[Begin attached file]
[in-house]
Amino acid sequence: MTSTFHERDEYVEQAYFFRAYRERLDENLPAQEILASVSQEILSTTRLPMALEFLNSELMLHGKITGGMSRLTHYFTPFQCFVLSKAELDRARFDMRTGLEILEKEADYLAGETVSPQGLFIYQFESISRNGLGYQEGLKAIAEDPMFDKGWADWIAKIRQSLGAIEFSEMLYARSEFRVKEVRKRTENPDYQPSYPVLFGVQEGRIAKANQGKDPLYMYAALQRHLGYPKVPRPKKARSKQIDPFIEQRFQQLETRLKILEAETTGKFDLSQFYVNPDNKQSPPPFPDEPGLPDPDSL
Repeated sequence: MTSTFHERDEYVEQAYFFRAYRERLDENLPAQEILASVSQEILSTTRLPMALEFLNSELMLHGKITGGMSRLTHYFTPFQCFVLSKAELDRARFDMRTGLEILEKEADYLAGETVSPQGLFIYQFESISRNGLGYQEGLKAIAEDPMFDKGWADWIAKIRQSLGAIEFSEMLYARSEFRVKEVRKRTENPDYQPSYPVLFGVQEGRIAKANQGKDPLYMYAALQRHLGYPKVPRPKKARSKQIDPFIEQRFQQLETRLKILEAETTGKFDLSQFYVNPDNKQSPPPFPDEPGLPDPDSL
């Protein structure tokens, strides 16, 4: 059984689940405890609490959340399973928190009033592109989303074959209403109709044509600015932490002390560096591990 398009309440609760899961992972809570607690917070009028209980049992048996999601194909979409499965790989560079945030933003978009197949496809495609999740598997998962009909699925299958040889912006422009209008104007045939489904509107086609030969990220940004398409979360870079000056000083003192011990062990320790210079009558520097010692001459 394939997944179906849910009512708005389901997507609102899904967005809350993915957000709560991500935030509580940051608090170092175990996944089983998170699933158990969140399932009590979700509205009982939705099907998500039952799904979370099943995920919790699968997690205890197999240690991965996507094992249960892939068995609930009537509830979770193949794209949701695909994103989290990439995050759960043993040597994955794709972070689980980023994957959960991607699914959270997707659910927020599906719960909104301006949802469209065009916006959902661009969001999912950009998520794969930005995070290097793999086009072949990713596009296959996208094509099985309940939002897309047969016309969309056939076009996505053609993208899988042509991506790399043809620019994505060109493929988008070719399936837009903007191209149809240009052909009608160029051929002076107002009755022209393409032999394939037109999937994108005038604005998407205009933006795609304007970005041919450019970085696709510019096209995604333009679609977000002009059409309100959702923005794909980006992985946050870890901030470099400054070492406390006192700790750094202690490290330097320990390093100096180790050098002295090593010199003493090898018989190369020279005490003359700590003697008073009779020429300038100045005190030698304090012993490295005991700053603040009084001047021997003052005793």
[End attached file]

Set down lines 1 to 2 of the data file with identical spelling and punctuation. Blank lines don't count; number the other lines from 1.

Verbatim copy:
[in-house]
Amino acid sequence: MTSTFHERDEYVEQAYFFRAYRERLDENLPAQEILASVSQEILSTTRLPMALEFLNSELMLHGKITGGMSRLTHYFTPFQCFVLSKAELDRARFDMRTGLEILEKEADYLAGETVSPQGLFIYQFESISRNGLGYQEGLKAIAEDPMFDKGWADWIAKIRQSLGAIEFSEMLYARSEFRVKEVRKRTENPDYQPSYPVLFGVQEGRIAKANQGKDPLYMYAALQRHLGYPKVPRPKKARSKQIDPFIEQRFQQLETRLKILEAETTGKFDLSQFYVNPDNKQSPPPFPDEPGLPDPDSL